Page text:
How Many Hours Can a Puppy Be Left Alone?

"I need lots of attention and TLC."
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If you have a brand new puppy in your home, then you know just how daunting and stressful the idea of leaving him alone for any period of time can be. After all, the housebreaking process doesn't work instantly, and puppies have to go outside to eliminate -- a lot.

Needing to Eliminate

Housebreaking a new puppy is often a cooperative effort that involves a lot of assistance from family, friends and even neighbors. When it comes to elimination, wee puppies don't usually have the ability to "keep things in" for long. The time span in which a puppy can hold his water generally corresponds to the number of months he's been alive. If he's a month old, he can probably abstain from going for an hour. If he's 3 months old, don't keep him home alone for anything over three hours in a row. If you're busy on a specific day and can't go home at any point to take your pooch outside, recruit the kindly help of someone in your life, like a relative or close pal.


The night is frequently a source of concern for new dog owners. If you're worried about leaving a puppy unattended overnight as you catch up on your Zzzs, don't fret. Puppies don't usually eat at night, and their movement is also minimal in comparison to during the daytime. Because of those factors, they're usually able to manage without eliminating for lengthier periods at night. When the furballs get to be around 4 months in age, they generally can handle full nights without bathroom breaks -- and you can sleep a lot easier.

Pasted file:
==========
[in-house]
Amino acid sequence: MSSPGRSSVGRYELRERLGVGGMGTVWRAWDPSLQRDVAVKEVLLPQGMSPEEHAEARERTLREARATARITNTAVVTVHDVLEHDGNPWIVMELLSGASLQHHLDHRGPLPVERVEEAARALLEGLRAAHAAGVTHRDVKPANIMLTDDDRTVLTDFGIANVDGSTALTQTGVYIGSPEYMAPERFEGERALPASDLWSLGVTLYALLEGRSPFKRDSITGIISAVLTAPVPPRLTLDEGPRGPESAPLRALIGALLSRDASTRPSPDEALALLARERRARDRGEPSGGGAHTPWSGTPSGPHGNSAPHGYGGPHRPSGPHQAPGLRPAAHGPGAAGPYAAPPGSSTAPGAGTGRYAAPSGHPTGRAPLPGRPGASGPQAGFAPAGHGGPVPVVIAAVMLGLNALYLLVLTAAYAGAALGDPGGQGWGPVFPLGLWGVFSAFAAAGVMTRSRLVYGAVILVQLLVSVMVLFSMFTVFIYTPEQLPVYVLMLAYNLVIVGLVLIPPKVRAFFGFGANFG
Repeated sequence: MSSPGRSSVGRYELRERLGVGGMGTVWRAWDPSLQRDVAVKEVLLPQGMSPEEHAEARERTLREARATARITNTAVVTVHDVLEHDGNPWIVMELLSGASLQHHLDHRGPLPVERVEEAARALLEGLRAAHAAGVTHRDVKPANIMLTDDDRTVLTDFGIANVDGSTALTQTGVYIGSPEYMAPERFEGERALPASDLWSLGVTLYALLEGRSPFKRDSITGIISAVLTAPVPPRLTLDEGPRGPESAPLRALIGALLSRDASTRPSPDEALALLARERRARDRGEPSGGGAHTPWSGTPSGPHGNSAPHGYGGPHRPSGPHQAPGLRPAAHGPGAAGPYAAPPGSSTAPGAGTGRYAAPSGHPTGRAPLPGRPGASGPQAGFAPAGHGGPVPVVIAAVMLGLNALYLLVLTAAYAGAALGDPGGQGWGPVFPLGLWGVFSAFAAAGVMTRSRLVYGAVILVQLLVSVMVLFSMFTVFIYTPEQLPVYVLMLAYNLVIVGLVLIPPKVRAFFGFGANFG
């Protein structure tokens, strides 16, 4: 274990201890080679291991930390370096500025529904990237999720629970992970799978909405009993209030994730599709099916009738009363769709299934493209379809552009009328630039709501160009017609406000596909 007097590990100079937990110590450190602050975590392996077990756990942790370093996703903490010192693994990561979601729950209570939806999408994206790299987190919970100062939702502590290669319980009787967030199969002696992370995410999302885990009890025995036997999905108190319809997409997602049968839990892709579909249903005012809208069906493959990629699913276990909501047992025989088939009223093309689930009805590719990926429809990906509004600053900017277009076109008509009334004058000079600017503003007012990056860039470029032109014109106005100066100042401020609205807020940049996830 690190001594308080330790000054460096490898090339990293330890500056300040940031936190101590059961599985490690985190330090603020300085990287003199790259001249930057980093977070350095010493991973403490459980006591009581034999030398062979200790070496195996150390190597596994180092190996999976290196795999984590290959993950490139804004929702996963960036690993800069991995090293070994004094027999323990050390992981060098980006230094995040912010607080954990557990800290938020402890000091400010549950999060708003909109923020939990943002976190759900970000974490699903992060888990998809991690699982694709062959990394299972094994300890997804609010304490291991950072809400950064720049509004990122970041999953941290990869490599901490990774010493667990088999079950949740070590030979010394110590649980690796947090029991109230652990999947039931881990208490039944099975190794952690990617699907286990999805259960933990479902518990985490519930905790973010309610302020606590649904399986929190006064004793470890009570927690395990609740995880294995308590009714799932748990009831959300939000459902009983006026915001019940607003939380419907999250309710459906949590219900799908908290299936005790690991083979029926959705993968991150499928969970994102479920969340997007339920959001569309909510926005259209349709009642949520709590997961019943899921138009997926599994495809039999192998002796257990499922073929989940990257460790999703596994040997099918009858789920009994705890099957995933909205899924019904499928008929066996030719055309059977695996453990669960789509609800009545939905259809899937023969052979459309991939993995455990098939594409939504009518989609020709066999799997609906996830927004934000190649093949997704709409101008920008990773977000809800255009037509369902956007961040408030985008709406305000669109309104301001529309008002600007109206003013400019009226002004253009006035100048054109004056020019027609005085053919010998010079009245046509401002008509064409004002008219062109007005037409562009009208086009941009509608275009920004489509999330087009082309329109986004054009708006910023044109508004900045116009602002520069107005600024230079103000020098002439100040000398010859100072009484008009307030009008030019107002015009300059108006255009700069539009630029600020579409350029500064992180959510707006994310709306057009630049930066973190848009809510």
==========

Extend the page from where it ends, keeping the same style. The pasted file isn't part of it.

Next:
Initial Days

If you just brought your puppy home, it may be a smart idea to spend as much time with him during his initial days at your residence. If you have any vacation days remaining from work, for example, you may want to use a few. Not only are the first several days crucial for establishing that the outdoors is the "bathroom" to your pup, they're also important for several other reasons. If your new pooch is especially nimble, he may have the ability to leap over tall gates -- yikes. He also may be an avid chewer. If your pup is home alone and left to his devices, you run the possible risk of many frustrating and even dangerous possible scenarios. Get to know your puppy by keeping him close company, especially in the beginning.

Right Before Leaving

If your puppy ever has to be by himself for whatever reason -- even if you just have to run to the post office across the street for a few minutes -- always be sure to take him outside right before you walk out the door. This also applies to the nighttime. Right before you wind down to turn in for the night, every night, make sure your puppy goes outside and gets his job done.

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